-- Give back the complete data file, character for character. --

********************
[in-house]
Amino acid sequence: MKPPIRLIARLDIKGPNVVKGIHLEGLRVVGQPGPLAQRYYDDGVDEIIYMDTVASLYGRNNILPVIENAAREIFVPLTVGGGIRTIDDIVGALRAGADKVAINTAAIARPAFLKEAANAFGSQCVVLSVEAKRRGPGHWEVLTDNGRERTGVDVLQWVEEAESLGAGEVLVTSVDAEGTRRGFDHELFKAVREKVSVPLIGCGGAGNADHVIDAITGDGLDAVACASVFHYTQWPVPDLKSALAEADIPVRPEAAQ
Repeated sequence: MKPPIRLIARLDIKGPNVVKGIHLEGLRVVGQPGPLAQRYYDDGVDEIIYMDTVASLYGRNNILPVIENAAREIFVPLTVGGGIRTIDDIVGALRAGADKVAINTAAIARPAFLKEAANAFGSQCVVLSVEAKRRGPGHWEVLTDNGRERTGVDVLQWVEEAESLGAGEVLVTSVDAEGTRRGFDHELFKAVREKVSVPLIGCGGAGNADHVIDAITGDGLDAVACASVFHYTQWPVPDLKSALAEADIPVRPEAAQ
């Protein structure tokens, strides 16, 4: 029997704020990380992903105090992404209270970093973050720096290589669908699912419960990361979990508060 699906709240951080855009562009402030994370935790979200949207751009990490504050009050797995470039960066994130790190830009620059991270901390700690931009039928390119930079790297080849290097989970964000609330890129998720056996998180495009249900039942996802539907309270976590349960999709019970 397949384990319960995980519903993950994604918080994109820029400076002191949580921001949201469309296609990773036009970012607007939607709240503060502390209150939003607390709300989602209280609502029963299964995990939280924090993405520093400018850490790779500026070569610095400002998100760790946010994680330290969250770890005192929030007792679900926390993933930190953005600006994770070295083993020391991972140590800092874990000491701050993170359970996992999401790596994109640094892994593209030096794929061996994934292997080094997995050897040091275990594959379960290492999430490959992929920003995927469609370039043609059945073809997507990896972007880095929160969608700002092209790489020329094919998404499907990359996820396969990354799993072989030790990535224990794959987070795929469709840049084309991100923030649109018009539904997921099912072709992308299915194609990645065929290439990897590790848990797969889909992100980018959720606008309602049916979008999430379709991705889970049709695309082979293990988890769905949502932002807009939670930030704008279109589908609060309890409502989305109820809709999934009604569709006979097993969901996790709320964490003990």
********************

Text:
[in-house]
Amino acid sequence: MKPPIRLIARLDIKGPNVVKGIHLEGLRVVGQPGPLAQRYYDDGVDEIIYMDTVASLYGRNNILPVIENAAREIFVPLTVGGGIRTIDDIVGALRAGADKVAINTAAIARPAFLKEAANAFGSQCVVLSVEAKRRGPGHWEVLTDNGRERTGVDVLQWVEEAESLGAGEVLVTSVDAEGTRRGFDHELFKAVREKVSVPLIGCGGAGNADHVIDAITGDGLDAVACASVFHYTQWPVPDLKSALAEADIPVRPEAAQ
Repeated sequence: MKPPIRLIARLDIKGPNVVKGIHLEGLRVVGQPGPLAQRYYDDGVDEIIYMDTVASLYGRNNILPVIENAAREIFVPLTVGGGIRTIDDIVGALRAGADKVAINTAAIARPAFLKEAANAFGSQCVVLSVEAKRRGPGHWEVLTDNGRERTGVDVLQWVEEAESLGAGEVLVTSVDAEGTRRGFDHELFKAVREKVSVPLIGCGGAGNADHVIDAITGDGLDAVACASVFHYTQWPVPDLKSALAEADIPVRPEAAQ
């Protein structure tokens, strides 16, 4: 029997704020990380992903105090992404209270970093973050720096290589669908699912419960990361979990508060 699906709240951080855009562009402030994370935790979200949207751009990490504050009050797995470039960066994130790190830009620059991270901390700690931009039928390119930079790297080849290097989970964000609330890129998720056996998180495009249900039942996802539907309270976590349960999709019970 397949384990319960995980519903993950994604918080994109820029400076002191949580921001949201469309296609990773036009970012607007939607709240503060502390209150939003607390709300989602209280609502029963299964995990939280924090993405520093400018850490790779500026070569610095400002998100760790946010994680330290969250770890005192929030007792679900926390993933930190953005600006994770070295083993020391991972140590800092874990000491701050993170359970996992999401790596994109640094892994593209030096794929061996994934292997080094997995050897040091275990594959379960290492999430490959992929920003995927469609370039043609059945073809997507990896972007880095929160969608700002092209790489020329094919998404499907990359996820396969990354799993072989030790990535224990794959987070795929469709840049084309991100923030649109018009539904997921099912072709992308299915194609990645065929290439990897590790848990797969889909992100980018959720606008309602049916979008999430379709991705889970049709695309082979293990988890769905949502932002807009939670930030704008279109589908609060309890409502989305109820809709999934009604569709006979097993969901996790709320964490003990």